THERE ARE ONLY SO MANY WAYS TO PARSE ‘PRIVATIZE’…. Five years ago, one of the more annoying aspects of the debate over Social Security privatization was fighting over the word “privatization.” Apparently, the “p” word doesn’t poll well, so the Bush White House and its allies had to engage in rhetorical acrobatics.
We’re not trying to privatize Social Security, they said, we simply want to overhaul the program so that Americans put their money into private accounts instead of the Social Security system. Who said anything about privatization?
It was only a matter of time before these same Republicans tried a similar line on Medicare.
Faced with growing public skepticism of House Republicans’ plans to privatize Medicare, Speaker John Boehner claimed Wednesday that the GOP’s Medicare privatization plan doesn’t privatize Medicare.
“There’s no privatizing of Medicare,” Boehner said. “We’re transforming Medicare so that it’ll be there for the future.”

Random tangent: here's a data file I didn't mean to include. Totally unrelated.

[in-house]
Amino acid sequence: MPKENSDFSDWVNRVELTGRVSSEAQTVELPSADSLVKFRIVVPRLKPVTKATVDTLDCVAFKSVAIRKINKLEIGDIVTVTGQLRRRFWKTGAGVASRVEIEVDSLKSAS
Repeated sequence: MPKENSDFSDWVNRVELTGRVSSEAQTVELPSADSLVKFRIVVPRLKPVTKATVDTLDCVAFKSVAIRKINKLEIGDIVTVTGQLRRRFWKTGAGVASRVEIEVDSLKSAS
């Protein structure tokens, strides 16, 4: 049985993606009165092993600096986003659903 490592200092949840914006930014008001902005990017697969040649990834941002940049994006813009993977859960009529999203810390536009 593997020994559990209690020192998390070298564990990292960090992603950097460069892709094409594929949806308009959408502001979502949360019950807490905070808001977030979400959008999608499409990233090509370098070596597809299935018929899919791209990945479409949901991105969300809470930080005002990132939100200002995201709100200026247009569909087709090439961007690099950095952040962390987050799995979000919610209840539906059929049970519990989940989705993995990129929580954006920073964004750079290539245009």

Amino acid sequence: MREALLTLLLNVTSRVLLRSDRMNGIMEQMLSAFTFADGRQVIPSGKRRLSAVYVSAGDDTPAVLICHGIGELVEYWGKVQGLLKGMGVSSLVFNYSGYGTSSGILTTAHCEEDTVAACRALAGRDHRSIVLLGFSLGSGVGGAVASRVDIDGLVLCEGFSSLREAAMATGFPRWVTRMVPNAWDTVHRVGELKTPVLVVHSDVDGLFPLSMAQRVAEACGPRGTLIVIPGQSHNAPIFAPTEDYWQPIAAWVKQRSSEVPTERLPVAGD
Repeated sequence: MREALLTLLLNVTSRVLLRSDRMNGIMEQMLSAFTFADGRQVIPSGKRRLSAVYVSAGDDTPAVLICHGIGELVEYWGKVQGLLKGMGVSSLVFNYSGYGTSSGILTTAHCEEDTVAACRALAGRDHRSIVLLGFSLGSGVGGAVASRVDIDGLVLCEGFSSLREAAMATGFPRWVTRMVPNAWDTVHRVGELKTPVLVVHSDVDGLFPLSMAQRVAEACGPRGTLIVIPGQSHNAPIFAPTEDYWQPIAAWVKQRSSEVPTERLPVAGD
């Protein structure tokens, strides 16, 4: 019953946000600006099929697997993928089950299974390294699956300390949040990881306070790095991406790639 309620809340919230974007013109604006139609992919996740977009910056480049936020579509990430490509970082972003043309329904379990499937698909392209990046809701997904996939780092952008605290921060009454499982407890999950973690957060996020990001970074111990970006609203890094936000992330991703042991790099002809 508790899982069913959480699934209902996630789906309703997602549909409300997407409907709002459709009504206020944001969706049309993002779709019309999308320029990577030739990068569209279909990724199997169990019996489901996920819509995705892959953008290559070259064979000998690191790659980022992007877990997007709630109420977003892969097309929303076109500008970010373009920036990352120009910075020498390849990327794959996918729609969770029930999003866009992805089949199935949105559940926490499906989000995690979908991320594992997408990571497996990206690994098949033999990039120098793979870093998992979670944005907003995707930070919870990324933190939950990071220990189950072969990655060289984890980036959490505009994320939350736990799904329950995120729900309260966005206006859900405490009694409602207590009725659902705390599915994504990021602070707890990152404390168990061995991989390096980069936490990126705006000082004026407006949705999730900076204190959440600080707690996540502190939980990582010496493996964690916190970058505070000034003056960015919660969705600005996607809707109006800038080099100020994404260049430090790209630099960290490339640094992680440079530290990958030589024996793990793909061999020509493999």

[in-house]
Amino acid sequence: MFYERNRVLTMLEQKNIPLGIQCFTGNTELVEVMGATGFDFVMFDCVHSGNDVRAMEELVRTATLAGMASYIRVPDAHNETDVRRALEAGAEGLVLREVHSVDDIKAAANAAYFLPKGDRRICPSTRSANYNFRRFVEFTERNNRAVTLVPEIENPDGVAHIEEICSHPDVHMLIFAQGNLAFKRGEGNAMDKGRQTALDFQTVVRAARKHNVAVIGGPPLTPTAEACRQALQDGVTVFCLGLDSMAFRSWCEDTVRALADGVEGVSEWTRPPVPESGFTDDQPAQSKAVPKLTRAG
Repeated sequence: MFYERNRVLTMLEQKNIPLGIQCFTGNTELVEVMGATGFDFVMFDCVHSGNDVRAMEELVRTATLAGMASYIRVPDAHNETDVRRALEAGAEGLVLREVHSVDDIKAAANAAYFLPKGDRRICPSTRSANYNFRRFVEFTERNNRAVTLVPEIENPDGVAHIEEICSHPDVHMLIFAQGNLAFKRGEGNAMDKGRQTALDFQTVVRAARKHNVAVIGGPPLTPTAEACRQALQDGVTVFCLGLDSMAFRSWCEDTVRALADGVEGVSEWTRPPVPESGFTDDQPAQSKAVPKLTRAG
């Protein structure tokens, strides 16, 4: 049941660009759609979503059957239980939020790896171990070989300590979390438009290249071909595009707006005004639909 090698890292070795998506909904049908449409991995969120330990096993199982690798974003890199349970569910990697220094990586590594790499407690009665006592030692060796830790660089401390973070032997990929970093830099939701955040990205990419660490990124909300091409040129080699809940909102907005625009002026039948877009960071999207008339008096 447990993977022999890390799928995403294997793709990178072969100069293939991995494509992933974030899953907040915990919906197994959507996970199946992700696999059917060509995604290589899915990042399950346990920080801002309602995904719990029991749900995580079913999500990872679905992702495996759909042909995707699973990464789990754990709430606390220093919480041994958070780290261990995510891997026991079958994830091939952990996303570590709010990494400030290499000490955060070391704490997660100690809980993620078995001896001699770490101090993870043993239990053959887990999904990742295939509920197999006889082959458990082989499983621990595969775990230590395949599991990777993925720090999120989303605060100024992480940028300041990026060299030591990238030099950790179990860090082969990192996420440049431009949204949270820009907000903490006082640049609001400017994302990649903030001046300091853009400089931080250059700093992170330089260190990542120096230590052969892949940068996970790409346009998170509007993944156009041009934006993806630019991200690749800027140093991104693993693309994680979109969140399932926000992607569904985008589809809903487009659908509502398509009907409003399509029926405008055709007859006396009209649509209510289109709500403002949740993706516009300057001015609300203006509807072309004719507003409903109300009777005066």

I guess the “p” word still doesn’t poll well.
I can appreciate the Speaker’s desire to spin this, but reality is stubborn. As we discussed last week, Medicare is very easy to understand — it’s a popular system of socialized, single-payer health care for seniors. Beneficiaries love it, and the system works pretty well.
The House Republican scheme for Medicare is a little more complicated, but still pretty straightforward — the GOP intends to eliminate the existing program and privatize it. The resulting system would, ironically, look quite a bit like the Affordable Care Act, with seniors entering exchanges, where they would take a subsidy to purchase private insurance. (The voucher wouldn’t keep up with costs, increasing the financial burden on the elderly.)
This is the definition of “privatization.” Indeed, If Boehner doesn’t think his own caucus’ plan constitutes “privatization,” what, pray tell, does he think privatization would look like?
My concern going forward is that the media will screw this up. News organizations won’t want to use the “p” word because Republicans, reality notwithstanding, say the word isn’t accurate. The public will hear a stunted debate because media outlets are too often cowed into using politician-endorsed word choice, rather than accurate descriptions.